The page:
Pandora had roughly a 7% share of U.S. radio listening in June (a figure the company calculates using data from Triton, Arbitron and the U.S. Census, and includes an assumption for satellite radio’s share). A 7% share of the $16 billion radio advertising market is worth $980 million to broadcast radio. Pandora’s revenue during the last four quarters was just $417 million. That implies Pandora’s current market share could generate an additional $563 million.
Morgan Stanley analyst Scott Devitt says Pandora will have a 15% share of radio listening and generate about $500 million of audio ad revenue by 2015. If Pandora achieved the monetization rate of terrestrial radio, that 15% share would be worth $2 billion.
More advertising inventory must be sold to generate more revenue. Growth of mobile RPM, or revenue per thousand listener hours, shows this is already happening. In Pandora’s 2009 fiscal year, desktop RPM was less than $20. Mobile RPM was $26.15 in the fiscal quarter ended April 30, up from $19.16 a year earlier, and should continue to increase. Stifel Nicolaus analysts forecast a mobile RPM of $29.75 in the current quarter.
While its business model takes shape, Pandora faces a range of difficulties and threats that could hamper its growth and profitability. The most obvious challenge is the high amount of revenue that goes toward performance royalties—61% last year and 66% last quarter. It has been one—but not the only—factor in net losses of $38.1 million last year and $28.6 million last quarter.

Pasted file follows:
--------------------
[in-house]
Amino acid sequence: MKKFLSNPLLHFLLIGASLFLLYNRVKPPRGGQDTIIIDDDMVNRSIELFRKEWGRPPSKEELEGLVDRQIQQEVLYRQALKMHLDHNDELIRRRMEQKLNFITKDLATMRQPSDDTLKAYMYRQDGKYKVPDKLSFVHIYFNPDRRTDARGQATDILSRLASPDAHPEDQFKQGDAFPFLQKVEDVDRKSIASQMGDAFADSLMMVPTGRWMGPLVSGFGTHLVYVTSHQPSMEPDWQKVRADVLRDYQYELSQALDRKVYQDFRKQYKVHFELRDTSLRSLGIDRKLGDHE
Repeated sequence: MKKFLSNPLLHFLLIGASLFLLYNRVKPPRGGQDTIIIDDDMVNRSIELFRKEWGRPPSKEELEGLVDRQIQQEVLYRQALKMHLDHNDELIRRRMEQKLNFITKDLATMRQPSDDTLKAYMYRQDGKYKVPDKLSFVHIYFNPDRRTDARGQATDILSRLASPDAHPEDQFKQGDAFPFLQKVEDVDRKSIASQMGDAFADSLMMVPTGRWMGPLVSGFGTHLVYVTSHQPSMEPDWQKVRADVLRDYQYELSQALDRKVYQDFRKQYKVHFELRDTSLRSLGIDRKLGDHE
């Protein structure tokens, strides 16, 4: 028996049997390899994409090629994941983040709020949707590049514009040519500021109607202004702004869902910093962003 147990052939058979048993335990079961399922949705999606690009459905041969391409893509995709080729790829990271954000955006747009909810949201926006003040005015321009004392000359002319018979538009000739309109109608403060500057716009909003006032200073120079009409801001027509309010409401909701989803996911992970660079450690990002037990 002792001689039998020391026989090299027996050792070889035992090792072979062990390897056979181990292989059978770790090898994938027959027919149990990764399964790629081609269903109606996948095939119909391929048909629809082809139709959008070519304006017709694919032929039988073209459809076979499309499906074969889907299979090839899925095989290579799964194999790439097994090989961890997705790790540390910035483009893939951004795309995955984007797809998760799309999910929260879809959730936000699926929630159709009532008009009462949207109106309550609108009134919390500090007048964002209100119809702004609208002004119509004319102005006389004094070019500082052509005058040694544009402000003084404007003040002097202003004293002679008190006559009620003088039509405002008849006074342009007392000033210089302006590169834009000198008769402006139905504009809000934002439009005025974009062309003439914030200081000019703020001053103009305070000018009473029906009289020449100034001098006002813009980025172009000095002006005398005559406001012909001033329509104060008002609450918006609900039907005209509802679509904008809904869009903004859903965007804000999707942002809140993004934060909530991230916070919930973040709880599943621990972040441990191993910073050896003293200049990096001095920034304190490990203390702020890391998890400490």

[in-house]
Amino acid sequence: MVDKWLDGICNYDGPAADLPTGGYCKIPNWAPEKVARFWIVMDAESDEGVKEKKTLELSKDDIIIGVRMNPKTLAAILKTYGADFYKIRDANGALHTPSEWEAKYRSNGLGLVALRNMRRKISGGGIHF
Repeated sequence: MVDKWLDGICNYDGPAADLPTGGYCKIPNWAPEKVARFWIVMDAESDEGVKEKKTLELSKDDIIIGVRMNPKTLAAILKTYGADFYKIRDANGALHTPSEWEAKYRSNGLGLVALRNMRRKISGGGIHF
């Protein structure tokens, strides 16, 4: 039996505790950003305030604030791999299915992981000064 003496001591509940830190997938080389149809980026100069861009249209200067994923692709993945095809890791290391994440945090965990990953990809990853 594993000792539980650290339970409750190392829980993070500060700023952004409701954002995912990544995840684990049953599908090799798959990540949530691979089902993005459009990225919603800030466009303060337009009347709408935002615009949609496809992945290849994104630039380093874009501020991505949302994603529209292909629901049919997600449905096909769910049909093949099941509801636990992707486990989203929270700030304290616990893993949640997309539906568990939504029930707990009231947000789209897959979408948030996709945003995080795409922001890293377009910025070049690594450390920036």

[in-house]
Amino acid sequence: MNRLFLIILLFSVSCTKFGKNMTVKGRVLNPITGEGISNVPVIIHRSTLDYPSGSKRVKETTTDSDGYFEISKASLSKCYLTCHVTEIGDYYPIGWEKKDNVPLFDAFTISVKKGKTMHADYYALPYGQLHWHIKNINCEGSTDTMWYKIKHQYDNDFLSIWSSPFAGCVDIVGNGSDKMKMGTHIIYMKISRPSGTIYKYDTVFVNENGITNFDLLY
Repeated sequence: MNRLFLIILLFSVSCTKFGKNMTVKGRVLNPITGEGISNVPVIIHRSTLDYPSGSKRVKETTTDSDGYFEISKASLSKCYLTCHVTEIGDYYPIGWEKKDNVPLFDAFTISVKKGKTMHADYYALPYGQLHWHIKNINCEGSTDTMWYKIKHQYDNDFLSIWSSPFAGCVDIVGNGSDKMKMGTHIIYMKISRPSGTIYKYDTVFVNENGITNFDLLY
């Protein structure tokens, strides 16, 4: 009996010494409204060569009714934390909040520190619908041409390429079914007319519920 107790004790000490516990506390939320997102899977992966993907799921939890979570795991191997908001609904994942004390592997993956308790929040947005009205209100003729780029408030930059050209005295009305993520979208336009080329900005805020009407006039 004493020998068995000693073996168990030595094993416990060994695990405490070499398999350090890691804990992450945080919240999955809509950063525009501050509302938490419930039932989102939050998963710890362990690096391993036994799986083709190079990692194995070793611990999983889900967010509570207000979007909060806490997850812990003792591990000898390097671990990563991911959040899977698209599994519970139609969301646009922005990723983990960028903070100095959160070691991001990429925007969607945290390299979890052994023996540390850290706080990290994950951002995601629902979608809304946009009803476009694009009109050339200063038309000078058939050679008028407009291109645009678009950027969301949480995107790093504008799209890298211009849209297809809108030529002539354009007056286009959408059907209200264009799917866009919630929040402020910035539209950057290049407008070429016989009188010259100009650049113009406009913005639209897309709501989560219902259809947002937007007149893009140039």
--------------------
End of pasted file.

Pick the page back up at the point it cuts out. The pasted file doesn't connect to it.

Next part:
But Pandora’s royalties aren’t out of the ordinary and don’t rule out future profitability. Music download stores and subscription services generally pay out 70% of revenue to rights owners. Netflix, another best-of-class digital media company, is a better comparison. Cost of content accounted for 69% of domestic streaming revenue and 72% of total revenue during the last four quarters. But because of Netflix’s large subscriber base—28.6 million for domestic streaming alone, as of June 30—the company was able to turn a profit of $47.7 million on revenue of $3.9 billion. (Not all digital services pay the same, however. Satellite and cable radio pay far less as a percent of revenue. See the FAQ, page 22, for an explanation.)
Finally, this fall’s entry of Apple's iTunes Radio, a personalized radio service similar to Pandora, could affect Pandora’s listener hours and active users. ITunes Radio will offer personalization by tapping into its deep history of consumer purchases and using its Music Genius recommendation technology. Apple will need a very strong product to compete, though. Pandora has continued its growth in the face of low barriers to entry and numerous new services. Launches of new products by Spotify, Xbox Music and Google Play haven’t had a noticeable impact; nor has continued growth of iHeartRadio and Slacker hurt Pandora.
Morgan Stanley’s Devitt acknowledges Apple could be a threat but believes its entry into Internet radio could actually help Pandora. “Apple’s success could lead to an acceleration of the maturity of this segment in the eyes of advertisers and consumers,” he says.
The only factor that has hurt Pandora’s growth in listener hours was the listening caps it imposed on free mobile listening—limited to 40 hours per month—to stem the rise of mobile-related royalties. The tactic appears to have worked. Royalty obligations fell while increasing the number of subscribers to its paid, ad-free service, Pandora One. It goes to show that the only thing standing in the way of Pandora’s continued growth could be itself.